THE recent Roy Morgan report on wagering profiles, ferreted out by colleague Kat Ernst in her recent article, represented a huge jump in knowledge for the industry. None of that stuff has been available previously – or not in public. Here is the critical part.
“Throughout the year, it was estimated 600,000 Australian adults placed a bet on at least one greyhound race, with the average age of the person placing the wager being 41. The lower age average has been driven by the overwhelming popularity of greyhound racing among Australians within the 25-34 age bracket, with this demographic making up 34.2% of all wagers placed. The research shows this group is 80 per cent more likely to bet on greyhound races despite only making up around one fifth of the population. The second largest age bracket betting on the dogs was 35-49 (29.3 per cent), followed by 50-64 (19.2 per cent), 18-24 (10.9 per cent) and finally 65 plus, who made up 6.4 per cent.”
The Roy Morgan people were not quite sure who all these folk were. Well, I can help fill out the picture on youngish gamblers.
First, remember that most of the betting on dogs takes place at ClubTabs and PubTabs between about 4pm and 9pm, because that’s when dogs race.
Second, knocking off work between 3:30pm and 5:30pm releases a large group of people who are thirsty, so they head for the aforesaid clubs and pubs, especially but not only those who are single.
Third, many couples like the occasional night out so also head for the club or pub for dinner – mostly to the clubs. Dad might have the odd bet while mum has a flutter on the pokies (never vice versa).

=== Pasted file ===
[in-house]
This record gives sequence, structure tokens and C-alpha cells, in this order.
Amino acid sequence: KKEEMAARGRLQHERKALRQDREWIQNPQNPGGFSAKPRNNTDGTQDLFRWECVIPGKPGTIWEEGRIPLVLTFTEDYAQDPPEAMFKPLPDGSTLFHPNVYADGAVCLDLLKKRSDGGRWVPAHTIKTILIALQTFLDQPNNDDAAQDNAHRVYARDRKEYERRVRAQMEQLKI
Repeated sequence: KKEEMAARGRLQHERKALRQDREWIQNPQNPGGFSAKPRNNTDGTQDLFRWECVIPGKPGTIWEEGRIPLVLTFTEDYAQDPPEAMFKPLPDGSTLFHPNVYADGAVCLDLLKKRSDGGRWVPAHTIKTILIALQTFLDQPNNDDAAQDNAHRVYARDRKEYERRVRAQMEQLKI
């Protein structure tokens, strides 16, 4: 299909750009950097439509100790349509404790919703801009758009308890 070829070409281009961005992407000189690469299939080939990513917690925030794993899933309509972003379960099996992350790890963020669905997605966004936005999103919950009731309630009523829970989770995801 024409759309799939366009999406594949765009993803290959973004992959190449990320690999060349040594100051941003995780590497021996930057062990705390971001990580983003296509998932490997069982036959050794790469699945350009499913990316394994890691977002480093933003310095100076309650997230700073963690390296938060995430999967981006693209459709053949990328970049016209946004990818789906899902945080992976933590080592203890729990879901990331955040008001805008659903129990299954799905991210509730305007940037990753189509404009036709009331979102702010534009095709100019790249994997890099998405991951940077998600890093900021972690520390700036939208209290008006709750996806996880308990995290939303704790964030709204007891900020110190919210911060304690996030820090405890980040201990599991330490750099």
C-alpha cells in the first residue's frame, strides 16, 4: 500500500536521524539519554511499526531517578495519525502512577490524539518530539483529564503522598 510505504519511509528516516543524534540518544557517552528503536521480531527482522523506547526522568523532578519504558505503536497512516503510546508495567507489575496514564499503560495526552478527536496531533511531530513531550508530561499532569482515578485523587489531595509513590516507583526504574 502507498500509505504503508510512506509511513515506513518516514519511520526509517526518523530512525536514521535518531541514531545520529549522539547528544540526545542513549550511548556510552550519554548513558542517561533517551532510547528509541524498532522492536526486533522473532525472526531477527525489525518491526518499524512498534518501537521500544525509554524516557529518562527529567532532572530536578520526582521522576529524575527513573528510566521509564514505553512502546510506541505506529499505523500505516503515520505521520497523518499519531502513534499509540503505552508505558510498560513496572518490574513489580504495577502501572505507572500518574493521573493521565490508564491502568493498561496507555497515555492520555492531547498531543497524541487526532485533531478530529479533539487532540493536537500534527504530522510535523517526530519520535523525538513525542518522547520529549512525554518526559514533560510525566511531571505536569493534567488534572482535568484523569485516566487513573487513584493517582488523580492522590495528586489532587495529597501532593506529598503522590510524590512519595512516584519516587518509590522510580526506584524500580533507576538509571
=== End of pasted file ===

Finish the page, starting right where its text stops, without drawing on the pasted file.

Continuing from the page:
Fourth, mum usually likes to get home in reasonable time so the club will empty out after 9pm, regardless of what dad wants to do. Singles have usually had enough to drink by then, too, so they disappear as well. In addition, recognising the last point, many clubs and pubs shut down their TABs after 9pm anyway. This is why late races have poor turnover, with minor exceptions on Friday and Saturday for those who don’t have to go to work the next morning.
Fifth, the wide availability of “mug” betting options on touch screens and for Mystery bets is a relative recent phenomenon. Some knowledge helps but is not necessary. This lets in folk who have no idea about racing, thereby bumping up the proportion of betting people in the critical Roy Morgan age groups. They are not punters at all; they are just having fun.
So all those Roy Morgan numbers occur because, socially speaking, they are the people in the right place at the right time. It is purely coincidental that greyhound racing is there to welcome them.
A note on ClubTabs – generally speaking, 15 or 20 years ago the typical ClubTab would see fifteen or twenty bettors present well into the night. No longer. Today, there are not too many to start with, they know less and spend less and they leave earlier. A major reason for that would be the rise and rise of PubTab licenses, which then split the business, even though their patrons are no more knowledgeable than they used to be.